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US stocks slip as strong jobs report keeps the Fed on pace for more rate hikes

Phil Rosen   

US stocks slip as strong jobs report keeps the Fed on pace for more rate hikes
  • US stocks dropped Friday, as investors took in a strong jobs report.
  • Nonfarm payrolls increased 372,000 in June, above expectations, which clears the way for more Fed rate hikes.

US stocks dropped Friday as the June jobs report came in above expectations, clearing the way for more aggressive rate hikes from the Federal Reserve.

Nonfarm payrolls increased 372,000 for June, according to the Bureau of Labor Statistics, well above Dow Jones' estimate of 250,000 and carrying on this year's trend of strong job growth.

"While many participants were looking for a broader slowdown in hiring last month, the reality is the demand for labor remains strong and absent a meaningful decline in hiring, it is hard to envision the economy is on the brink of recession," said Charlie Ripley, senior investment strategist at Allianz Investment Management. "Overall, today's report simply means the Fed still has more work to do with regards to policy rates to cool demand in the economy and a 75 basis point rate hike is almost a certainty at this point."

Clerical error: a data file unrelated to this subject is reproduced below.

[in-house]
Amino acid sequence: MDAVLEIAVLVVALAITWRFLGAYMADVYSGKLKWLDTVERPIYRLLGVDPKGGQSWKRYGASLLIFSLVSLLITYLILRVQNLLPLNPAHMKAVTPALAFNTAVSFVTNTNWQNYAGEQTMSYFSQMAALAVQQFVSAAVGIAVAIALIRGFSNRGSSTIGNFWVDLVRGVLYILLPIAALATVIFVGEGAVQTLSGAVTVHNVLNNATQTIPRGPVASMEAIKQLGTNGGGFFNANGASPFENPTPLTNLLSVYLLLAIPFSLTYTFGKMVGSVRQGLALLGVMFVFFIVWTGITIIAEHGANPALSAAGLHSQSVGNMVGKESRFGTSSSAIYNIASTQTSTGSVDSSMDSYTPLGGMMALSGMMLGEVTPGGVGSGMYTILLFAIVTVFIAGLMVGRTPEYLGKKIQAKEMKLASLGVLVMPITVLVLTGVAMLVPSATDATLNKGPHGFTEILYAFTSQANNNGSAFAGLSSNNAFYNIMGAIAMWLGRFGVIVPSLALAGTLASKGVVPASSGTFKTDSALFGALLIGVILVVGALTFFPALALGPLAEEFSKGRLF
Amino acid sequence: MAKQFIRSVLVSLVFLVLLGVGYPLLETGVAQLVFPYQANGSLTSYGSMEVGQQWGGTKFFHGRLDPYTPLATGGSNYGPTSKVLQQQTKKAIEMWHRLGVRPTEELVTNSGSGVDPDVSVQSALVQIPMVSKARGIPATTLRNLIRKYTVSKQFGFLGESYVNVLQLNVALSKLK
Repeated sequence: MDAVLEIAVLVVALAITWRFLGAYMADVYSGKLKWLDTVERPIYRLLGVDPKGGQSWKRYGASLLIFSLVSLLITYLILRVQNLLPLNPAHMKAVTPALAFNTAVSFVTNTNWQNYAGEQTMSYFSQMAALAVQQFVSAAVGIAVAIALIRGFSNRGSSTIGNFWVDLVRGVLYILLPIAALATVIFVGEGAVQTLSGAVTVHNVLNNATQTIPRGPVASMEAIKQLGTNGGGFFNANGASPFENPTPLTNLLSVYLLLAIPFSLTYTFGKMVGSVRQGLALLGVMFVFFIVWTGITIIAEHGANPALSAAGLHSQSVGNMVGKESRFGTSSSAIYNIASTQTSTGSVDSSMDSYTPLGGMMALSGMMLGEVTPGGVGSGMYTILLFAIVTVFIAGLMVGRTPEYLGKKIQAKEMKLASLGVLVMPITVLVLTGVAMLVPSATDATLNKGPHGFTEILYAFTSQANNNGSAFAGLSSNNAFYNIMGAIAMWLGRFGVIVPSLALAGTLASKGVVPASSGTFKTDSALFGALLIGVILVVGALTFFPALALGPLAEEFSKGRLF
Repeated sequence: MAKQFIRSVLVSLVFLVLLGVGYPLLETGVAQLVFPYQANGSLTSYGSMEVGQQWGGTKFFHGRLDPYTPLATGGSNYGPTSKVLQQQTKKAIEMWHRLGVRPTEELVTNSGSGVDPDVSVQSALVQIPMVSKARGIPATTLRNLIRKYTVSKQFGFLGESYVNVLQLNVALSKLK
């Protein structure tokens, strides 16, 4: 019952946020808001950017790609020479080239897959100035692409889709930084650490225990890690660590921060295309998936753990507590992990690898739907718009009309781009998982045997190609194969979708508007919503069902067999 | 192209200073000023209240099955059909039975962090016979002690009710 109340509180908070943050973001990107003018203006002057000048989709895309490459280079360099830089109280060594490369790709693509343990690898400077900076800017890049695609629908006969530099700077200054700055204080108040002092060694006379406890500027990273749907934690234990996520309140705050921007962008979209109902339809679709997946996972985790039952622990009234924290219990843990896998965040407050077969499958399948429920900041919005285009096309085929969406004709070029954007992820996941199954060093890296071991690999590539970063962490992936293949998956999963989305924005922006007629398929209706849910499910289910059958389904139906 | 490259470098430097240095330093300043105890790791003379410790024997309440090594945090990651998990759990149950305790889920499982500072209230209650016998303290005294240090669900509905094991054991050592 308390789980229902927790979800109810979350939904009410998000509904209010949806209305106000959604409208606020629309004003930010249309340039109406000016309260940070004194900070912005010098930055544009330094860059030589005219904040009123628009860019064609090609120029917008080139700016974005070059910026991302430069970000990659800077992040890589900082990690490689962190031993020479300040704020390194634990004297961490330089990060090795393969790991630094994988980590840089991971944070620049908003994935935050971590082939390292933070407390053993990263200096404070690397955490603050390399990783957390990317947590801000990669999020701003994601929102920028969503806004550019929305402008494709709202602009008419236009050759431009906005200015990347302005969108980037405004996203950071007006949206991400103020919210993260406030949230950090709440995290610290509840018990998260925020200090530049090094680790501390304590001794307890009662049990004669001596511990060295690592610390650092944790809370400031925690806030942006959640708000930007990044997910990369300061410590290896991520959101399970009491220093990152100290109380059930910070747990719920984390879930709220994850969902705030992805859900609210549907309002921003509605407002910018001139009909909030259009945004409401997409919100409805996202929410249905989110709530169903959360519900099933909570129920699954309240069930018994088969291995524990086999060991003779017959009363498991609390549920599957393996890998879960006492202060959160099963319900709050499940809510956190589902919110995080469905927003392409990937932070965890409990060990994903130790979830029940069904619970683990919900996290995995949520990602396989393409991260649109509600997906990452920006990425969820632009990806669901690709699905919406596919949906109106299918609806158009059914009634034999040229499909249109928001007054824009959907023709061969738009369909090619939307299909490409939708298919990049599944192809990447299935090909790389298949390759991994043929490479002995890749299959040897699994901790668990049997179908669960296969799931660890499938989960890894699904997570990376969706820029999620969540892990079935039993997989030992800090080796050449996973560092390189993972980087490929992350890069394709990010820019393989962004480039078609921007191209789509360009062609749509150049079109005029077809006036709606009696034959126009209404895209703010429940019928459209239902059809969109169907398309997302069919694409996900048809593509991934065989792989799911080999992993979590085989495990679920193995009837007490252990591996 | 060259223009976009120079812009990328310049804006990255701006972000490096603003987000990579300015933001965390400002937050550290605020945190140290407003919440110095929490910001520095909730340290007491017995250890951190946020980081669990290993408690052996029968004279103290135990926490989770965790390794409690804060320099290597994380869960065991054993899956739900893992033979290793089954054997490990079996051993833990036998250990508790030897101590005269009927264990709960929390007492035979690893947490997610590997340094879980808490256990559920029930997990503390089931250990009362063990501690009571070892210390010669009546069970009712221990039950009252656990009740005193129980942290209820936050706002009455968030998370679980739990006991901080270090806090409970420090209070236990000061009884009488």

The tech-heavy Nasdaq is up roughly 4.4% on the week, and the Dow Jones Industrial Average is up about 0.92%, with both indexes are on track for their second positive week out of the last three.

Here's where US indexes stood as the market opened 9:30 a.m. on Friday:

Mortgage rates posted their biggest weekly fall since 2008, providing a minor relief to buyers, according to Freddie Mac. The average rate on the 30-year fixed rate loan fell to 5.3%, down from 5.7% last week, Thursday data shows.

Twitter shares dropped 4% Friday after a report from the Washington Post said that Elon Musk's buyout deal was in "serious jeopardy."

Warren Buffett's Berkshire Hathaway bought another $700 million of Occidental Petroleum stock, bringing the firm's total stake in the energy giant to $11 billion.

Meanwhile, Goldman Sachs forecasted that oil will hit $140 a barrel thanks to overplayed recession risks. Over the past month, crude has tumbled over 15%, though the bank said commodities investors are worrying too much about a recession.

Overseas, Europe has ramped up liquefied natural gas imports by nearly 50% this year, but poorer countries have struggled to get enough of the fuel amid war in Ukraine and a worsening energy crisis. Nations like Bangladesh, India, and Brazil have all had to cut imports as Europe does the opposite.

Oil inched higher, with West Texas Intermediate up 0.57% to $103.44 a barrel. Brent crude, the international benchmark, moved up 0.77% to $105.40 a barrel.

Gold edged lower 0.155% to 1,736.30 per ounce. The 10-year yield rose 6.3 basis points to 3.071%.

Bitcoin fell 1.18% to $21.372.01.


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